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The Corner returns with mix of old and new

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WAKE FOREST — Since 1897, The Corner has always been, well, on the corner, there where North Avenue meets North Main Street.

J.D. Powers first opened the Victorian-era building as a dry goods store. Over the next century it had lives as a pharmacy, restaurant, fraternity house and bookstore. Most people in Wake Forest today probably know it as The Corner Ice Cream Shop, operated by Kathaleen Chandley and her business partner Ruth for nearly three decades.

The ice cream store closed in 2007 and the building, left in a state of disarray, was sold to Marty and Debbie Ludas. For the last 12 years the downstairs has sat empty.

This weekend, it will reopen as an event venue called The Corner of Wake Forest. A grand opening and Christmas Celebration on Saturday will feature paintings from local artist Billy Farmer.

“We didn’t want to get into the restaurant business,” Marty Ludas said. “We didn’t want to sell coffee. We didn’t want to be an ice cream shop. I really felt like the building had more ambition.”

Ludas said when he bought the building, the glass was literally falling out of the window panes. The Victorian features and antique embellishments had been covered up by decades of modernizing and refurbishing.

Ludas invested heavily to restore the 122-year-old building to is original beauty, taking painstaking steps to use original or period materials to finish the interior, he said. He stripped away five layers of flooring to find the original hardwood floor in good condition and he repaired the windows pane by pane. Ludas now displays wallpaper and furniture that have been in The Corner for almost a century.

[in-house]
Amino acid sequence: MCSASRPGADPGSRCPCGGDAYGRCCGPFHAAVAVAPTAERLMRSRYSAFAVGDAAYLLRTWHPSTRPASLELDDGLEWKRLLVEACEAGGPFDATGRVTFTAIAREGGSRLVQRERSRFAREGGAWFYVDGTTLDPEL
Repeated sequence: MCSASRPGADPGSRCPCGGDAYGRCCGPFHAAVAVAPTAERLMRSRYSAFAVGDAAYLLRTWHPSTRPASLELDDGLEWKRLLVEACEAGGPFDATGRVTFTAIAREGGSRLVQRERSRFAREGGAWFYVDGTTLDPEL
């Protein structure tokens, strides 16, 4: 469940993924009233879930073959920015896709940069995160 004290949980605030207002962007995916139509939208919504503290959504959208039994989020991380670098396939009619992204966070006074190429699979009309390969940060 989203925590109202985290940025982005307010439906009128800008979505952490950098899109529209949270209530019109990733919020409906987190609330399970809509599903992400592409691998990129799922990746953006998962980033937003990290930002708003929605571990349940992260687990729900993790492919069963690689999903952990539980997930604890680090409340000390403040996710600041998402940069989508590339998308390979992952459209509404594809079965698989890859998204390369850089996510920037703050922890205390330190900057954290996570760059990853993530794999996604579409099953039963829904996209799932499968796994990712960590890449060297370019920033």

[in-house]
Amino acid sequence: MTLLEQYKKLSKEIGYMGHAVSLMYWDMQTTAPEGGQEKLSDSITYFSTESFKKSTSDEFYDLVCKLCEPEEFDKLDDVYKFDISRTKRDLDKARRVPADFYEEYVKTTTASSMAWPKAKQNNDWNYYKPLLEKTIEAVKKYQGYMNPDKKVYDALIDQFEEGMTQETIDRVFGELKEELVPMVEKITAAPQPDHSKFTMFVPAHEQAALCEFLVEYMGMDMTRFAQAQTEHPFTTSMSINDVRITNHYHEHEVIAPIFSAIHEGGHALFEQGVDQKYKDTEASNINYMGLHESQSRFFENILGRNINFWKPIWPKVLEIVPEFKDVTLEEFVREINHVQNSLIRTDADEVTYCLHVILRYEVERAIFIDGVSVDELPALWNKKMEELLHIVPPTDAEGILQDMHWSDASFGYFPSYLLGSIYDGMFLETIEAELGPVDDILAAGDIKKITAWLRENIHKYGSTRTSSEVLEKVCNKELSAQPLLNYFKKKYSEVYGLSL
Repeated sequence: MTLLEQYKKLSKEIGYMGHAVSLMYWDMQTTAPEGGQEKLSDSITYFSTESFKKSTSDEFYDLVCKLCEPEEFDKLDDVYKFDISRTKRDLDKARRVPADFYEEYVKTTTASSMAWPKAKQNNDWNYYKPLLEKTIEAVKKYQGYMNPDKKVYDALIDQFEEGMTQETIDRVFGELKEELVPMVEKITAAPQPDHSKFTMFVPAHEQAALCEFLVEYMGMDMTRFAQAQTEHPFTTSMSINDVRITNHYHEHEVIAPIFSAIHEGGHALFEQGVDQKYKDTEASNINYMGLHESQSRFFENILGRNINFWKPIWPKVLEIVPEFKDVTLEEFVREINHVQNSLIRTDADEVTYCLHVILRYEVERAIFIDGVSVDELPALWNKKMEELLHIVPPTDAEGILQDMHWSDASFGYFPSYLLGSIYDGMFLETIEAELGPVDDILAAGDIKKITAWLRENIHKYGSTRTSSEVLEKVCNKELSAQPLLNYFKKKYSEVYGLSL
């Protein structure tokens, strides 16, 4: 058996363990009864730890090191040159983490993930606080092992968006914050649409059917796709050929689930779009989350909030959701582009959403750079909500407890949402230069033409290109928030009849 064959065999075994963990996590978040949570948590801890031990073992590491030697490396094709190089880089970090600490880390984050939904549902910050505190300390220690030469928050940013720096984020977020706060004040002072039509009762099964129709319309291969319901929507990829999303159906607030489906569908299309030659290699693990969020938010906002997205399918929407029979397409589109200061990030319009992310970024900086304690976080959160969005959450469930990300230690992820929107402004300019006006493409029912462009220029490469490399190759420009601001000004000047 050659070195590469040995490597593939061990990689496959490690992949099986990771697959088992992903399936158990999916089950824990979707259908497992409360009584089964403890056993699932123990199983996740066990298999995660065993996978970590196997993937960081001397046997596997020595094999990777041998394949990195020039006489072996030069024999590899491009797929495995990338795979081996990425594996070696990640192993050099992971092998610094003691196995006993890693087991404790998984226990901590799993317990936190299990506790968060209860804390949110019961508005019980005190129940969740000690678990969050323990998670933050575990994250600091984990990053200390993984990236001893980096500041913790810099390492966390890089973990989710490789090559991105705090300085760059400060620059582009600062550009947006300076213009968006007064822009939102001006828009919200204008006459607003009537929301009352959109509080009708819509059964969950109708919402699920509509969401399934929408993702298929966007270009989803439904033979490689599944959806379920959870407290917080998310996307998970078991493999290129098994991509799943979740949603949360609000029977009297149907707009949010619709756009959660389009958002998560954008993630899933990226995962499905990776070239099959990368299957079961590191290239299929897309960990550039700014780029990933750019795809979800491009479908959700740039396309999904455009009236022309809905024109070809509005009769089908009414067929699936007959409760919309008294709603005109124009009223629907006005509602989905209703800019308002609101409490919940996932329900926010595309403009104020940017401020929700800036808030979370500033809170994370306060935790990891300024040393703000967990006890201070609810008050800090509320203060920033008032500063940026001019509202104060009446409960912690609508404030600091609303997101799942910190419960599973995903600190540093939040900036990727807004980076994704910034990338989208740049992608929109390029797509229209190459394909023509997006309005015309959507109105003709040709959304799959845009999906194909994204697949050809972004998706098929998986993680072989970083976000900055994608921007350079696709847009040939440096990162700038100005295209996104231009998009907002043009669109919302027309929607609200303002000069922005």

An acquaintance, B.H. Powell, donated dark wood paneling salvaged from an old farmhouse near Mebane. That wood now lines the walls around the 3,000-square-foot downstairs rooms, including the halls and bathrooms. The building also has new HVAC systems, electrical wiring and piping hidden behind those panels to make the place safer.

Ludas said he feels a responsibility for preserving the history of the building, which lies in the town’s historic district. He has registered the property with the National Register of Historic Places and with Wake County as a landmark.

“I know people have fond memories of The Corner Ice Cream Shop and I want people to know that they can keep them,” Ludas said. “But it is my goal and my wife’s goal that they will have new and even better memories here in the future. This place is beloved. It is a landmark now but in the hearts of people it is a sacred place, a special place.”

The building’s upstairs has been refurbished for a few years and now holds office space which Ludas rents out to local businesses.

The Corner is available to rent for private events, including weddings, anniversaries and company gatherings. Ludas said he and his wife will sponsor free community events from time to time as well.

A ribbon-cutting for The Corner of Wake Forest will be held today.

Saturday’s event will feature more than 60 original art pieces by Billy Farmer with original works and reprints for sale. The event will also include two lives Christmas programs and refreshments.

It will take place 12-5 p.m. at The Corner, 102 North Ave., Wake Forest.

For more information, contact Marty Ludas at martyludas@aol.com or 919-671-3024.

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